Subject: Storage | June 13, 2016 - 07:46 AM | Allyn Malventano
Tagged: XPoint, tlc, Stony Beach, ssd, pcie, Optane, NVMe, mlc, Mansion Beach, M.2, kaby lake, Intel, imft, Brighton Beach, 3DNAND, 3d nand
For those unaware, XPoint (spoken 'cross-point') is a new type of storage technology that is persistent like NAND Flash but with speeds closer to that of RAM. Intel's brand name for devices implementing XPoint are called Optane.
Starting at the bottom of the slide, we see a new 'System Acceleration' segment with a 'Stony Beach PCIe/NVMe m.2 System Accelerator'. This is likely a new take on Larson Creek, which was a 20GB SLC SSD launched in 2011. This small yet very fast SLC flash was tied into the storage subsystem via Intel's Rapid Storage Technology and acted as a caching tier for HDDs, which comprised most of the storage market at that time. Since Optane excels at random access, even a PCIe 3.0 x2 part could outmaneuver the fastest available NAND, meaning these new System Accelerators could act as a caching tier for Flash-based SSDs or even HDDs. These accelerators can also be good for boosting the performance of mobile products, potentially enabling the use of cheaper / lower performing Flash / HDD for bulk storage.
Skipping past the mainstream parts for now, enthusiasts can expect to see Brighton Beach and Mansion Beach, which are Optane SSDs linked via PCIe 3x2 or x4, respectively. Not just accelerators, these products should have considerably more storage capacity, which may bring costs fairly high unless either XPoint production is very efficient or if there is also NAND Flash present on those parts for bulk storage (think XPoint cache for NAND Flash all in one product).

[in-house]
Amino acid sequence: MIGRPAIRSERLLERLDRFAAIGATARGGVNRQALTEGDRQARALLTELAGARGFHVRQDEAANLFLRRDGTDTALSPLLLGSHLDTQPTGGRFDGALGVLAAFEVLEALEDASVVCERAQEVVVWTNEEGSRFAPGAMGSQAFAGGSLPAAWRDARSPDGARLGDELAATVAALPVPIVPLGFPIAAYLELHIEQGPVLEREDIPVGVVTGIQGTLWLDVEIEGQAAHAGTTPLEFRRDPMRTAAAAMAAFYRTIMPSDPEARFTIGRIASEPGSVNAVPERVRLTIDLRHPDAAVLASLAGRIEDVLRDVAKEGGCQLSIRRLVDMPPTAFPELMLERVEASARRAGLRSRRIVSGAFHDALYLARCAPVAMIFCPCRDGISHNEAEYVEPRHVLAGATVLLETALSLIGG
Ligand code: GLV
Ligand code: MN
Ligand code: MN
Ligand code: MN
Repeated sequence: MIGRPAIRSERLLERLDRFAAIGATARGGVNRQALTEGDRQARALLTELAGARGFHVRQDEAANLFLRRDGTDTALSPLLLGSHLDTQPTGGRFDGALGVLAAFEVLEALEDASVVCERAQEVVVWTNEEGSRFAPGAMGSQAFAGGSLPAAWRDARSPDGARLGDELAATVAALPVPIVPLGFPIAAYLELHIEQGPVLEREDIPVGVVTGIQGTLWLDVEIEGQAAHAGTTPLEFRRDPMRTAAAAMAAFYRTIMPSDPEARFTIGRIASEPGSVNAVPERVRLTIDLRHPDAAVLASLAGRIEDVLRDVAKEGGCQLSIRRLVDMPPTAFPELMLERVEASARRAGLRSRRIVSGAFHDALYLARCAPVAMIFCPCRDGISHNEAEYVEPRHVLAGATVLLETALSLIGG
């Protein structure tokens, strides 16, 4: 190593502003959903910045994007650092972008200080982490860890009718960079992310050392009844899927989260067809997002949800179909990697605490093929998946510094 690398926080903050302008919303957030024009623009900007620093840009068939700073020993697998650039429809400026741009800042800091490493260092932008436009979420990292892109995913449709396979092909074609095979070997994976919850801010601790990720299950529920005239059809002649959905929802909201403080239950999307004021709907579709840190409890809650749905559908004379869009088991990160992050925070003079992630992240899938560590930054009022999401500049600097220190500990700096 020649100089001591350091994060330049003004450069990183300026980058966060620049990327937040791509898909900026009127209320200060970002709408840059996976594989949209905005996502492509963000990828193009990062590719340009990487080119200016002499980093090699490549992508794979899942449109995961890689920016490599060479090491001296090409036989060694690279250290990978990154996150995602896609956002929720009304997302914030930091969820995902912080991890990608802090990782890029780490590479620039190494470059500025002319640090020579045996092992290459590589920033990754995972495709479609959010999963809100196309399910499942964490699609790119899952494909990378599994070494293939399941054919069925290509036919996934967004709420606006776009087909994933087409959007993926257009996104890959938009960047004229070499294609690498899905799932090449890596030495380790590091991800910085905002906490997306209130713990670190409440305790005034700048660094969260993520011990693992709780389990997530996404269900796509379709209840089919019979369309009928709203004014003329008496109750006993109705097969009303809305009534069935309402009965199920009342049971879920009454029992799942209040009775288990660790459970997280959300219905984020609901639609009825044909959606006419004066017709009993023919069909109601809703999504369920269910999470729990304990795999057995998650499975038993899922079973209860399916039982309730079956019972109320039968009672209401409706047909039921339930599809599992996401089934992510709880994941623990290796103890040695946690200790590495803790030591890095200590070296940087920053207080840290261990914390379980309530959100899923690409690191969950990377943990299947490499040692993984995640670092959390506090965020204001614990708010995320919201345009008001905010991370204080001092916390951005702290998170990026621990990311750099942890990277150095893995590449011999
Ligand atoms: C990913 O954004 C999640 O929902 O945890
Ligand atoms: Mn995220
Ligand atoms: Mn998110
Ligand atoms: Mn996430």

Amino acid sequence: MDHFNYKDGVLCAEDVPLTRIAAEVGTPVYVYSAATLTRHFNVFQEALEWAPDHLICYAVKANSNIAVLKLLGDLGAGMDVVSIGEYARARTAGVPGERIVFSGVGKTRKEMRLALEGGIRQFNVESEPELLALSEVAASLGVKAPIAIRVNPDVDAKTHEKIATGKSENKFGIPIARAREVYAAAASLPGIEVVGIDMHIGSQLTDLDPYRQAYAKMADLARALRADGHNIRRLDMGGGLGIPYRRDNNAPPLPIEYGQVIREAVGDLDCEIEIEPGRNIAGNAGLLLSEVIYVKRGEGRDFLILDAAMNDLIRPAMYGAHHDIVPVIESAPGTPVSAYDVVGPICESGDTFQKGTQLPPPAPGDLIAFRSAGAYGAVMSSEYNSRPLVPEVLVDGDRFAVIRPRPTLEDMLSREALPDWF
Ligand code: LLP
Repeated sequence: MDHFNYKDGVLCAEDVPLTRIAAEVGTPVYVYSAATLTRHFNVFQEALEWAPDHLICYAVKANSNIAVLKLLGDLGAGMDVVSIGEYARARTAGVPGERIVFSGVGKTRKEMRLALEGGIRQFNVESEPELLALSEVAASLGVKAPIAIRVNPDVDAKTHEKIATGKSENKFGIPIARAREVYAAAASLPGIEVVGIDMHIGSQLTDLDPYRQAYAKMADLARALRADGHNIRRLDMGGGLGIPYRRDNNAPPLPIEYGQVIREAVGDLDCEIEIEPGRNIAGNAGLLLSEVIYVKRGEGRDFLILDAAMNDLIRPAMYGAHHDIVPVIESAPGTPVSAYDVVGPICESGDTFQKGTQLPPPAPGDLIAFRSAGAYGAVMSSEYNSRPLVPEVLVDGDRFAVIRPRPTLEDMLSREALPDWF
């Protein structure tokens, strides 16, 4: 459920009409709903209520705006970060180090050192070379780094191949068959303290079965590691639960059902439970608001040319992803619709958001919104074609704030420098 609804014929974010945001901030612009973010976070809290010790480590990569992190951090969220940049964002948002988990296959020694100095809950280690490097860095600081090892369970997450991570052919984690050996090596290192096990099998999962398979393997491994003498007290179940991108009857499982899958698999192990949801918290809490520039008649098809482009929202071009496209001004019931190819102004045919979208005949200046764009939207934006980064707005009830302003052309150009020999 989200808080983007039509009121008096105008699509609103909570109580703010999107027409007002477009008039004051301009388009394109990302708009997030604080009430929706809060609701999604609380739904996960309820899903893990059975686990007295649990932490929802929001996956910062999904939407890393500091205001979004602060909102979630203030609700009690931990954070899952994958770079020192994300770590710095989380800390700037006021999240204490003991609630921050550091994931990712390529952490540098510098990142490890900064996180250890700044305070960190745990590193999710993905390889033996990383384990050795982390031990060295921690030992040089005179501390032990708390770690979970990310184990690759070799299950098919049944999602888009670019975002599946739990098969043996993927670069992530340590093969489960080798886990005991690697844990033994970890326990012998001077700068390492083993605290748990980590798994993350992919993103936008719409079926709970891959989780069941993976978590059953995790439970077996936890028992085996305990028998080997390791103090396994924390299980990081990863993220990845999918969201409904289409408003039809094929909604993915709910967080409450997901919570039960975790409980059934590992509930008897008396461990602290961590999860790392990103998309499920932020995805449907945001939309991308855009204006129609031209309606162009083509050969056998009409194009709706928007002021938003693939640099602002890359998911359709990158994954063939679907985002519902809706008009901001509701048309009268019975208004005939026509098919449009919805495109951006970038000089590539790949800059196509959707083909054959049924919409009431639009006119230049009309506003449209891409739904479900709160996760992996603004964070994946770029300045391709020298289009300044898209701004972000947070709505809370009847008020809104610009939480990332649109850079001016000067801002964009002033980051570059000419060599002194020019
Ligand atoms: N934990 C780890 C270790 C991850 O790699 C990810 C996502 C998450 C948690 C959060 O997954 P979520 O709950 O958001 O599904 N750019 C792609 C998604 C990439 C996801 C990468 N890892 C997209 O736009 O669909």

We're not sure if or how the recent delays to Kaby Lake will impact the other blocks on the above slide, but we do know that many of the other blocks present are on-track. The SSD 540s and 5400s were in fact announced in Q2, and are Intel's first shipping products using IMFT 3D NAND. Parts not yet seen announced are the Pro 6000p and 600p, which are long overdue m.2 SSDs that may compete against Samsung's 950 Pro. Do note that those are marked as TLC products (purple), though I suspect they may actually be a hybrid TLC+SLC cache solution.
Going further out on the timeline we naturally see refreshes to all of the Optane parts, but we also see the first mention of second-generation IMFT 3DNAND. As I hinted at in an article back in February, second-gen 3D NAND will very likely *double* the per-die capacity to 512Gbit (64GB) for MLC and 768Gbit (96GB) for TLC. While die counts will be cut in half for a given total SSD capacity, speed reductions will be partially mitigated by this flash having at least four planes per die (most previous flash was double-plane). A plane is an effective partitioning of flash within the die, with each section having its own buffer. Each plane can perform erase/program/read operations independently, and for operations where the Flash is more limiting than the interface (writes), doubling the number of planes also doubles the throughput. In short, doubling planes roughly negates the speed drop caused by halving the die count on an SSD (until you reach the point where controller-to-NAND channels become the bottleneck, of course).
IMFT XPoint Die shot I caught at the Intel / Micron launch event.
Well, that's all I have for now. I'm excited to see that XPoint is making its way into consumer products (and Storage Accelerators) within the next year's time. I certainly look forward to testing these products, and I hope to show them running faster than they did back at that IDF demo...